Viewing one of Cornell’s boxes is an almost heartbreaking encounter with inner vitality and outer limitation; like cages, they display the self-sufficiency of a circumscribed world.
Ten years ago, the Morgan Library & Museum decided it was time to bring its collection up to speed on the art of drawing in the 20th and 21st centuries — a daunting task in itself, and even more improbable in the face of a superheated, late-capitalist art market: at the feast of the trophy-eaters, would the museum be forced to content itself with scraps?
“To a new world of gods and monsters” is the promethean pledge from one mad scientist to another in James Whale’s classic Bride of Frankenstein (1935), but it’s easy to imagine the same toast echoing from a Montmartre studio in 1909 as Pablo Picasso and Georges Braque raise a glass to the fractured new reality they’d uncovered.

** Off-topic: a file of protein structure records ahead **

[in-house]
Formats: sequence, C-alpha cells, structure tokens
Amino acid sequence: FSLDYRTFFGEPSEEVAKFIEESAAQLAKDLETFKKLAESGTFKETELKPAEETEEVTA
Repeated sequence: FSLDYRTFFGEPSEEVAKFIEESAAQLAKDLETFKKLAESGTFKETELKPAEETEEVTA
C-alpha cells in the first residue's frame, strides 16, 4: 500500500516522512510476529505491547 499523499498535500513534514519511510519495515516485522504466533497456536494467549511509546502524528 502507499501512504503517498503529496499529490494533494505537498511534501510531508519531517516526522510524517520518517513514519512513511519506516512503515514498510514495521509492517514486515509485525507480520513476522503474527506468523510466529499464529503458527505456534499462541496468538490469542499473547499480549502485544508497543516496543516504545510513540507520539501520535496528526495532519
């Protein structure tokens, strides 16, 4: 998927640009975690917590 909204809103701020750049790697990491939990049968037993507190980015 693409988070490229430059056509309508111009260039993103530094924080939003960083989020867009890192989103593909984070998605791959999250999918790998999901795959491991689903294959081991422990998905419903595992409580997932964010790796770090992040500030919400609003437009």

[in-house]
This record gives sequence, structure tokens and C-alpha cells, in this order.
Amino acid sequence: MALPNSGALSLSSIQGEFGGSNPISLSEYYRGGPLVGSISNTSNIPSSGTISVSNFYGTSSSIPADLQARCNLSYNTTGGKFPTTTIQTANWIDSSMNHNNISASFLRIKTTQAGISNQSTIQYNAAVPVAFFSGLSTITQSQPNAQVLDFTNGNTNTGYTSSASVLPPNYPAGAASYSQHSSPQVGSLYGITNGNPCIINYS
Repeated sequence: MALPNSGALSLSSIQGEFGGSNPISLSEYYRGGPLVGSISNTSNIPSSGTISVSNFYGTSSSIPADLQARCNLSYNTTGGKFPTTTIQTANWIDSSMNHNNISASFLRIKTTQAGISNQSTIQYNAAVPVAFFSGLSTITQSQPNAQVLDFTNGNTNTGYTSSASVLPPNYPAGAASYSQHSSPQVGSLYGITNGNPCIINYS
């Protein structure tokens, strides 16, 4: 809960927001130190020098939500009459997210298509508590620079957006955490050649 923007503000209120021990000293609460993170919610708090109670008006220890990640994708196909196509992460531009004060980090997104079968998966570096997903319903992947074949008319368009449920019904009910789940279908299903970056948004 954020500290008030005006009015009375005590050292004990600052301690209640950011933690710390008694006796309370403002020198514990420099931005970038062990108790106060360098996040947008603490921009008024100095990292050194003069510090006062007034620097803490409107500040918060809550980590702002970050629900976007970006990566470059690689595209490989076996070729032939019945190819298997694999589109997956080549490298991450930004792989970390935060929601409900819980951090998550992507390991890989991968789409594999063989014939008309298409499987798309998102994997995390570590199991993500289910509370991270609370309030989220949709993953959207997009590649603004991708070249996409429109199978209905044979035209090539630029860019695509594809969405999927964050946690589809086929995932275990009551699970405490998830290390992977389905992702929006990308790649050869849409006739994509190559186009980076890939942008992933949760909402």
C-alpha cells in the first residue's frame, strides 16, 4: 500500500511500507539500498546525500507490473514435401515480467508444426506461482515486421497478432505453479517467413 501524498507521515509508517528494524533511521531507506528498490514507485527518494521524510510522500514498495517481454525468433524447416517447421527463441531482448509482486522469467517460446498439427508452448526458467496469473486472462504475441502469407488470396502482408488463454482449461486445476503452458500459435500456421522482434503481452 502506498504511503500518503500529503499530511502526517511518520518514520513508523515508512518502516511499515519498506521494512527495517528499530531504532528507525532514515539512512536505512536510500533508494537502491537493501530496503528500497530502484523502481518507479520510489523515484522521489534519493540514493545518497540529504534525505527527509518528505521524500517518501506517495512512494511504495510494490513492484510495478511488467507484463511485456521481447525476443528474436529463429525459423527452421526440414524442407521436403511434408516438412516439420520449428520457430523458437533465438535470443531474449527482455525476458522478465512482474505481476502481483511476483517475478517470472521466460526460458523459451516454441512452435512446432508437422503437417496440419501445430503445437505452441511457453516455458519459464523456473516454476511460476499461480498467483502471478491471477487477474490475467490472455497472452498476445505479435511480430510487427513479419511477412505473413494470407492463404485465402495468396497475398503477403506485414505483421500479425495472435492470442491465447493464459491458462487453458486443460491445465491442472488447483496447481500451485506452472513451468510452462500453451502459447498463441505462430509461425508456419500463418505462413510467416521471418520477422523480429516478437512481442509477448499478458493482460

The Metropolitan Museum of Art announced that Leonard A. Lauder has made a major donation of Cubist art that will transform New York’s largest museum into a major center for Cubist art. The pledged gift is comprised of 78 works, including 33 works by Pablo Picasso, 17 by Georges Braque, 14 by Juan Gris, and 14 by Fernand Léger.
Prague itself is like a museum, where contemporary architectural gems are situated next to old landmarks. It’s an embarrassment of riches. One day we walked through Prague’s 10th century castle district, then went down the hill a couple of blocks to find a Frank Gehry-designed office complex, and continued throughout the city to see Baroque, Gothic, Art Nouveau, and Cubist buildings. But if you had to visit just one Prague museum, it would have to be the Veletrzni Palac (Fair Trade Palace), a truly massive collection of Czech and European work originally built in 1925 for trade fairs.